Research engineers Kate Glazko and Yiwei Zheng are using deepfakes to assist individuals with aphantasia, the lack to create mental images in your mind. The breakup simulator, under development, goals to make use of deepfakes to “alleviate the anxiety of inauspicious conversation through rehearsal”.

The most profound positive uses for deepfakes include campaigns for political change. The parents of Joaquin Oliver, killed in a highschool shooting in Florida in 2018, used the technology to bring him back in a forceful video calling for gun control.

Getting creative

There are also cultural applications of deepfakes. At the Dali Museum in Florida, a deepfake Salvador Dali welcomes visitors, telling them about himself and his art. Researcher Mihaela Mihailova says this offers visitors “a way of immediacy, closeness, and personalization”. Deepfake Dali even offers you the prospect to take a selfie with him.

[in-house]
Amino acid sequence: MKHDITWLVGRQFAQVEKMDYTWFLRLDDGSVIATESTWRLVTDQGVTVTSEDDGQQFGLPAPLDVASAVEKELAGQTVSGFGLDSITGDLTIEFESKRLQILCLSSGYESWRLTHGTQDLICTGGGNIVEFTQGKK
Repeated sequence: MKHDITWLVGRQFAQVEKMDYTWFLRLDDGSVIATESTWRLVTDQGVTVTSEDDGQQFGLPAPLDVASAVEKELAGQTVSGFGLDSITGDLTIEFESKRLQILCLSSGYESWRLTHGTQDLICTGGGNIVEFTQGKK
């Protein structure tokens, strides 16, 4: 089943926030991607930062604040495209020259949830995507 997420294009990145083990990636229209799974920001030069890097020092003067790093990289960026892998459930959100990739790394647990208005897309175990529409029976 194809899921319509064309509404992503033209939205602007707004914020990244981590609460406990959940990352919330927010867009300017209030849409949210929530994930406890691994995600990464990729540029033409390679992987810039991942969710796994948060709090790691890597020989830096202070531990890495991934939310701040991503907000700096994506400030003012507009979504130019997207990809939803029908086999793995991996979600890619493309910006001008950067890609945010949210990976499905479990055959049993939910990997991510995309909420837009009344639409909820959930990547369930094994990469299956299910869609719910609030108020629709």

Deepfakes and AI-generated characters may be educational. In Shanghai, during lockdown, Associate Professor Jiang Fei noticed his students’ attention dropped during online lessons. To help them focus higher he used an anime version of himself to front his teaching. Jiang Fei said: “The enthusiasm of the scholars in school, and the advance of the standard of homework have made obvious progress.”

Channel Four used its 2020 alternative Christmas message to entertain viewers with a deepfaked queen, while making a serious point about not trusting the whole lot we see on video.